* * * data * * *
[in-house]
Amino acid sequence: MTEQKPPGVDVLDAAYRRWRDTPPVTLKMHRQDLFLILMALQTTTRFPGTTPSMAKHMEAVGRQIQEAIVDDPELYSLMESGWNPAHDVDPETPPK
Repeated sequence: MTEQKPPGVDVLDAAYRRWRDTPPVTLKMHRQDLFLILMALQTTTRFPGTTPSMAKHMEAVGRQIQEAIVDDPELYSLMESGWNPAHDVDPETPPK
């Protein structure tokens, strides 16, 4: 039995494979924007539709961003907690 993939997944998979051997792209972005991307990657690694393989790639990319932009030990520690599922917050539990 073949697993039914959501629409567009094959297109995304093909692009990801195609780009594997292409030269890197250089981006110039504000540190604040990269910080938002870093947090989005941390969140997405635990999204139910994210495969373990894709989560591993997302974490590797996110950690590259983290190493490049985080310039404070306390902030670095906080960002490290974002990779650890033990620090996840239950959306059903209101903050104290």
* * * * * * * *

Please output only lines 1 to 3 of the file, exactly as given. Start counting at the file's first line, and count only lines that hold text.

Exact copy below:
[in-house]
Amino acid sequence: MTEQKPPGVDVLDAAYRRWRDTPPVTLKMHRQDLFLILMALQTTTRFPGTTPSMAKHMEAVGRQIQEAIVDDPELYSLMESGWNPAHDVDPETPPK
Repeated sequence: MTEQKPPGVDVLDAAYRRWRDTPPVTLKMHRQDLFLILMALQTTTRFPGTTPSMAKHMEAVGRQIQEAIVDDPELYSLMESGWNPAHDVDPETPPK